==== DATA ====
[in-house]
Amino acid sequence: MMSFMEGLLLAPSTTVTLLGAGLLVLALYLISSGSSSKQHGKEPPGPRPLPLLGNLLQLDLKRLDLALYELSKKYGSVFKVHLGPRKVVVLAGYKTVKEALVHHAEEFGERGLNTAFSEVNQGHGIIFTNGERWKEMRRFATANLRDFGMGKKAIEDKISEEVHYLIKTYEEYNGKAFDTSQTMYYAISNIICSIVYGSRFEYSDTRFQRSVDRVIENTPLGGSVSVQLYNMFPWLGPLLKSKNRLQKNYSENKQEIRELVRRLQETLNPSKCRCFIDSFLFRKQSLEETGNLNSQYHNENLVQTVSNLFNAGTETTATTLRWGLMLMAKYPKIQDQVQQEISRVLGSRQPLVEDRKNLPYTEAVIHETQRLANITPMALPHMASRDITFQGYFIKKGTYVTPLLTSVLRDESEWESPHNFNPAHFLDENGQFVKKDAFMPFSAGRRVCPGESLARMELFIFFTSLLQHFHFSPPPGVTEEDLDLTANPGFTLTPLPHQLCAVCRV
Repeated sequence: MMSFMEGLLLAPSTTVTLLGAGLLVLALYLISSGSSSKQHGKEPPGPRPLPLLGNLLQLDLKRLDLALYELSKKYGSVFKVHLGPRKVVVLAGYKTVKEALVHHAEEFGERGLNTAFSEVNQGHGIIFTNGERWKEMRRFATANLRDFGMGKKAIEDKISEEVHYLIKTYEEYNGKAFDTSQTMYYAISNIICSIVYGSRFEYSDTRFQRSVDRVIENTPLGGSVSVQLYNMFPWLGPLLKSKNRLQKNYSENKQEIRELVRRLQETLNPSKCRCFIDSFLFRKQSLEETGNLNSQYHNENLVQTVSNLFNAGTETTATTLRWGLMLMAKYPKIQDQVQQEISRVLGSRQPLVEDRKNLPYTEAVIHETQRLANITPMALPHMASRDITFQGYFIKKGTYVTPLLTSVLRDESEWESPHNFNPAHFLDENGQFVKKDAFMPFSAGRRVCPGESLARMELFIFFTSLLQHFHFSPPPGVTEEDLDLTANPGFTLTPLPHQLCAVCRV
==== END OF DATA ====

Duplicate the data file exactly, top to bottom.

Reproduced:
[in-house]
Amino acid sequence: MMSFMEGLLLAPSTTVTLLGAGLLVLALYLISSGSSSKQHGKEPPGPRPLPLLGNLLQLDLKRLDLALYELSKKYGSVFKVHLGPRKVVVLAGYKTVKEALVHHAEEFGERGLNTAFSEVNQGHGIIFTNGERWKEMRRFATANLRDFGMGKKAIEDKISEEVHYLIKTYEEYNGKAFDTSQTMYYAISNIICSIVYGSRFEYSDTRFQRSVDRVIENTPLGGSVSVQLYNMFPWLGPLLKSKNRLQKNYSENKQEIRELVRRLQETLNPSKCRCFIDSFLFRKQSLEETGNLNSQYHNENLVQTVSNLFNAGTETTATTLRWGLMLMAKYPKIQDQVQQEISRVLGSRQPLVEDRKNLPYTEAVIHETQRLANITPMALPHMASRDITFQGYFIKKGTYVTPLLTSVLRDESEWESPHNFNPAHFLDENGQFVKKDAFMPFSAGRRVCPGESLARMELFIFFTSLLQHFHFSPPPGVTEEDLDLTANPGFTLTPLPHQLCAVCRV
Repeated sequence: MMSFMEGLLLAPSTTVTLLGAGLLVLALYLISSGSSSKQHGKEPPGPRPLPLLGNLLQLDLKRLDLALYELSKKYGSVFKVHLGPRKVVVLAGYKTVKEALVHHAEEFGERGLNTAFSEVNQGHGIIFTNGERWKEMRRFATANLRDFGMGKKAIEDKISEEVHYLIKTYEEYNGKAFDTSQTMYYAISNIICSIVYGSRFEYSDTRFQRSVDRVIENTPLGGSVSVQLYNMFPWLGPLLKSKNRLQKNYSENKQEIRELVRRLQETLNPSKCRCFIDSFLFRKQSLEETGNLNSQYHNENLVQTVSNLFNAGTETTATTLRWGLMLMAKYPKIQDQVQQEISRVLGSRQPLVEDRKNLPYTEAVIHETQRLANITPMALPHMASRDITFQGYFIKKGTYVTPLLTSVLRDESEWESPHNFNPAHFLDENGQFVKKDAFMPFSAGRRVCPGESLARMELFIFFTSLLQHFHFSPPPGVTEEDLDLTANPGFTLTPLPHQLCAVCRV